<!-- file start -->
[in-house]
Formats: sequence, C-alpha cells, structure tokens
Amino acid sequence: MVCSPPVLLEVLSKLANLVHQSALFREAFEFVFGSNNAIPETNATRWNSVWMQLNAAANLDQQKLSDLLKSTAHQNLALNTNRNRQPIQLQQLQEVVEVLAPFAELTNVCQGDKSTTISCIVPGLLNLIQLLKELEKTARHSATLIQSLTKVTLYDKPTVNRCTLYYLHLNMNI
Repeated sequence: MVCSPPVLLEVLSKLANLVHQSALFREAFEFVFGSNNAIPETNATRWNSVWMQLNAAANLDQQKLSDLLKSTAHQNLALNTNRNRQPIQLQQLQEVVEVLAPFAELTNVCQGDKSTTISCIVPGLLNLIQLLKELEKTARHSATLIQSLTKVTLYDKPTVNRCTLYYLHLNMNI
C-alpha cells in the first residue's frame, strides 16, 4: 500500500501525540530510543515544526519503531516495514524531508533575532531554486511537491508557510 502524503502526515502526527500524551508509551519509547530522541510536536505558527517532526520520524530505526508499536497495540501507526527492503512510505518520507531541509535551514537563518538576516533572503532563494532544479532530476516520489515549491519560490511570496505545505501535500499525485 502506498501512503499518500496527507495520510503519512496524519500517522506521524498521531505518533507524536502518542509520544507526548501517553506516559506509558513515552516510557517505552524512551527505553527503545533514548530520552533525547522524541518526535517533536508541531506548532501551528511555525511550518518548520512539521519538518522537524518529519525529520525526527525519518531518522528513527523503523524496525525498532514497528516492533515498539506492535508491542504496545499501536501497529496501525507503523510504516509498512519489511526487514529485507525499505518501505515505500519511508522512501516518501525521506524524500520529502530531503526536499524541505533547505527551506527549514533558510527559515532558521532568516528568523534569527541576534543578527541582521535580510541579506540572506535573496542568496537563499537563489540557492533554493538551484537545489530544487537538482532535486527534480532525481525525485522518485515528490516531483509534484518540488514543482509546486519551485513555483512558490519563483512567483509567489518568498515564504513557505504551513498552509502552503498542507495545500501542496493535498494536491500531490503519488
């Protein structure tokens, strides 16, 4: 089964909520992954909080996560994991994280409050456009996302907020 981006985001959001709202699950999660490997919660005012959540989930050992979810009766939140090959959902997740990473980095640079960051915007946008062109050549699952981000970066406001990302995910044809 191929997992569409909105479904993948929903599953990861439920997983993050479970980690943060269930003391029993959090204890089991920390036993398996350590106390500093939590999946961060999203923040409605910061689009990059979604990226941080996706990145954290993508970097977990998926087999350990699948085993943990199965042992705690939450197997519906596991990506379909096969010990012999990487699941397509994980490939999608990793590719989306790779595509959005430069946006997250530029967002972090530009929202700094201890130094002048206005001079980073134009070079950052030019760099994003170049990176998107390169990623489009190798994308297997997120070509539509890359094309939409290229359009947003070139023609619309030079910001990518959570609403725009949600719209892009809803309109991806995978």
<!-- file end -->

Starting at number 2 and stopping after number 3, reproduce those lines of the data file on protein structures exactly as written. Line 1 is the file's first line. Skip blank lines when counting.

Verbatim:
Formats: sequence, C-alpha cells, structure tokens
Amino acid sequence: MVCSPPVLLEVLSKLANLVHQSALFREAFEFVFGSNNAIPETNATRWNSVWMQLNAAANLDQQKLSDLLKSTAHQNLALNTNRNRQPIQLQQLQEVVEVLAPFAELTNVCQGDKSTTISCIVPGLLNLIQLLKELEKTARHSATLIQSLTKVTLYDKPTVNRCTLYYLHLNMNI